(I usually have slices of cheese pizza for lunch on Friday, by the way, even though I like pizza much better with pepperoni.)

margaret said...

I'm not Catholic so I don't know if this was ever a tradition or just something nice one particular person did. When I was a child we lived nextdoor to a Catholic family with five kids and I think their mum was a nurse or something and worked shifts so they were got ready for school in the morning by their gran. She would make the sign of the Cross on their foreheads (like abbesses used to, perhaps still do) and say something in Gaelic and then send them off. I thought it was lovely and years later visiting Greece I noticed that pious old people don't let anyone leave the house without saying something along the lines of "God be with you."

Ben Trovato said...

Here's some I'd suggest (and which I practice...)

Genuflecting at the incarnatus est in the Creed
Kneeling to receive Holy Communion
Receiving on the tongue
Receiving under one kind only
Receiving only from an ordained priest or deacon
Observing silence in Church before and after Mass
Making a thanksgiving after Mass
Kissing bishops' rings
Genuflecting to the Blessed Sacrament in the tabernacle on entering or leaving a pew
Genuflecting to the Blessed Sacrament in the tabernacle whenever crossing in front of HIm...

Sure there are more, too, but if we all did these it would start to restore some sense of Catholic identity and belief.

Idle Rambler said...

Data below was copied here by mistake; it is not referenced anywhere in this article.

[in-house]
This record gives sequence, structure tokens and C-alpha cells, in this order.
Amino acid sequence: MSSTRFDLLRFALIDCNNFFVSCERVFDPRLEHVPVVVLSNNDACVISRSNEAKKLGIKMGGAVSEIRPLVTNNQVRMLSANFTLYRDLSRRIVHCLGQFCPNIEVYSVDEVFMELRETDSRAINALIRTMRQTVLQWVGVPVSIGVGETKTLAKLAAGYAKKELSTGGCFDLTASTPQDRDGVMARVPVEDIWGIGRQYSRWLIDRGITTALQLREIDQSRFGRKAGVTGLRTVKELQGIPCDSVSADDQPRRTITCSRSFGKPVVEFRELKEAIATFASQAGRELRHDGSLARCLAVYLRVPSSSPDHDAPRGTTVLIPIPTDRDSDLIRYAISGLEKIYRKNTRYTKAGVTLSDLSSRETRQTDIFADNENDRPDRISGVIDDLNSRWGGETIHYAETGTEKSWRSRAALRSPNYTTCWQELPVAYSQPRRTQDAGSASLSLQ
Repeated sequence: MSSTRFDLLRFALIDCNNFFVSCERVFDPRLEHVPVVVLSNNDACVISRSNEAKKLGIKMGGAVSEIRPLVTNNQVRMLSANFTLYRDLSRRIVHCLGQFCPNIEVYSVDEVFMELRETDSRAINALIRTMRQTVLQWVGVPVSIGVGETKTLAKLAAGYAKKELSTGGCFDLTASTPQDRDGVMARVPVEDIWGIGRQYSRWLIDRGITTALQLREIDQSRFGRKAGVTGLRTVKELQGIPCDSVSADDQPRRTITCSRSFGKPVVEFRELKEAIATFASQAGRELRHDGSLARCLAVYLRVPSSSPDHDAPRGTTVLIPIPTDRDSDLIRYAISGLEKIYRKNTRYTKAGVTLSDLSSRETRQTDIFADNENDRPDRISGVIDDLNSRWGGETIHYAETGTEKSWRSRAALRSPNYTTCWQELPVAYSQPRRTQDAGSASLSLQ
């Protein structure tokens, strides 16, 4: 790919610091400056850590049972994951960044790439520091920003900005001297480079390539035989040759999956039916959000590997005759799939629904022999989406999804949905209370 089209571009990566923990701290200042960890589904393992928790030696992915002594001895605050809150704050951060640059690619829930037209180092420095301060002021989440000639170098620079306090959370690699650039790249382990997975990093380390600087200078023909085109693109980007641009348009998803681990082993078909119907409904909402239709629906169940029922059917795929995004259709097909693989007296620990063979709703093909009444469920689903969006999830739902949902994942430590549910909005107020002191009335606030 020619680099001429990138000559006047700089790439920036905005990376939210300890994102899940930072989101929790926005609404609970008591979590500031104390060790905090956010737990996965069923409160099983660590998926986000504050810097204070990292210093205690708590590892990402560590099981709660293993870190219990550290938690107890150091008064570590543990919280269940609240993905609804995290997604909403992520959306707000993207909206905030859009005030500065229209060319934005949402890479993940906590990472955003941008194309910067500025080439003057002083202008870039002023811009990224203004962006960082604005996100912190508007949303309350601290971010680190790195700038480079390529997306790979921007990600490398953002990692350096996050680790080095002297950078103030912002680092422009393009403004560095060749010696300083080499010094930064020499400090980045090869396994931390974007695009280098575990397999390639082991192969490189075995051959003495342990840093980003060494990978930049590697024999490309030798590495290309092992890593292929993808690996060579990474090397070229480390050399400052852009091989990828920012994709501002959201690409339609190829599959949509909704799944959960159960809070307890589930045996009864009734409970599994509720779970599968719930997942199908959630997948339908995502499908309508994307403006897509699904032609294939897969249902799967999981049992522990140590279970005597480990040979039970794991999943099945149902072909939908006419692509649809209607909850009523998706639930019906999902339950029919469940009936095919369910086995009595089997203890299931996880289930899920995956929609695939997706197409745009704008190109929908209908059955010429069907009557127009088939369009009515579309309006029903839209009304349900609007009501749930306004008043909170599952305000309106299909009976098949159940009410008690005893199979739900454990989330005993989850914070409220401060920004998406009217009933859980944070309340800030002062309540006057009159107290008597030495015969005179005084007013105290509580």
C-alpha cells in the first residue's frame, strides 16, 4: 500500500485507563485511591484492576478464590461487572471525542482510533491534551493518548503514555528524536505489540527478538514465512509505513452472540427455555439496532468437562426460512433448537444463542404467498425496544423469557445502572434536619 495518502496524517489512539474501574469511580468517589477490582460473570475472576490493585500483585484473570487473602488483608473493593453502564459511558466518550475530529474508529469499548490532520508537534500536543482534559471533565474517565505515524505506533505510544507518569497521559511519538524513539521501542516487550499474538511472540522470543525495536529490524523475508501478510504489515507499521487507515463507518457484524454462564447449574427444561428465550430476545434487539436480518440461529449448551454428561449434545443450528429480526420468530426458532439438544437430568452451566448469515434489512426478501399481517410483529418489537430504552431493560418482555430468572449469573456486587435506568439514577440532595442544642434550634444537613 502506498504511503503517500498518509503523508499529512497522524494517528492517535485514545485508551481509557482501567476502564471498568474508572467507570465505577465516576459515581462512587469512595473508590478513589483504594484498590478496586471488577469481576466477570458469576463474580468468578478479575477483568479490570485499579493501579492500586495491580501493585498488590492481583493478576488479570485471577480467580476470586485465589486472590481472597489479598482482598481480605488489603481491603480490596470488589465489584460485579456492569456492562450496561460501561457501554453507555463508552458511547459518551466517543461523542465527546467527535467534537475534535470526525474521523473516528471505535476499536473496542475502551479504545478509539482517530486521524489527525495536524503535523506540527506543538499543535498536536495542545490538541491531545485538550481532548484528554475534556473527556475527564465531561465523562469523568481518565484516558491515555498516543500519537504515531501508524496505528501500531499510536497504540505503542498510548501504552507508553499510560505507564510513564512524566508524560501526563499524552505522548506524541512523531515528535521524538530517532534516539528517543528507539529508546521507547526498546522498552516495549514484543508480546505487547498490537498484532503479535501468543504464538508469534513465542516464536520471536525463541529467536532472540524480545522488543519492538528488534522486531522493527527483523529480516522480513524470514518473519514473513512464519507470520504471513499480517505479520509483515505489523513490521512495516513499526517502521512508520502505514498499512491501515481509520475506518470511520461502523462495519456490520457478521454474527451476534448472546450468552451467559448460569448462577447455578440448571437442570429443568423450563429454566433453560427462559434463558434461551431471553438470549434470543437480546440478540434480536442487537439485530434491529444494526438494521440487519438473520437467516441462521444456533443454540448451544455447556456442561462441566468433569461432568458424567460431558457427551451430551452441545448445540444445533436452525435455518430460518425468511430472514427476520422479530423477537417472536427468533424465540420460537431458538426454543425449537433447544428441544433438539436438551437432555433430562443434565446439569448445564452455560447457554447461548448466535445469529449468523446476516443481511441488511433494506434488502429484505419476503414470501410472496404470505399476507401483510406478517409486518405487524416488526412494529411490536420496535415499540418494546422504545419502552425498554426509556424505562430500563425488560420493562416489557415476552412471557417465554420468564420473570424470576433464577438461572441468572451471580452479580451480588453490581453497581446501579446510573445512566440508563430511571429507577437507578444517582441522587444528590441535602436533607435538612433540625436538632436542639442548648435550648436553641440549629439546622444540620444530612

How about making the sign of the cross when passing a cemetery and offering a prayer for the repose of the soul of those buried there? I have to pass a cemetery every time I go into town and I try and remember. It quickly becomes a habit.

Rachel said...

I once saw something like Margaret described. A mother was speaking with her grown daughter and the daughter's fiance, and then she reached out and traced a Sign of the Cross on both their foreheads. I thought it was lovely. In other cultures children ask their parents for a blessing on New Years'. I think we need more of parents blessing their kids; because it's their role to raise and protect them, God will surely hear their prayers for them.

Genty said...

Some of the things we were taught by the good nuns:
Make small sign of the cross over the heart when passing a church.
If you enter a church and discover the priest is moments from the Consecration immediately kneel on the floor.
Double genuflection at Exposition.
Don't dress in a way which draws attention to you at Mass.
When a funeral cortege passes, stop, bow your head and say a silent prayer for the repose of the soul.
My memory might be faulty but I think I remember that abstinence from meat was also required on Wednesdays in Lent.
I've got a good recipe for chick pea curry. No, don't laugh.

Lynne said...

When you pray the Salve Regina, at the words, "O Clement, O Loving, O Sweet Virgin Mary", strike your breast 3 times.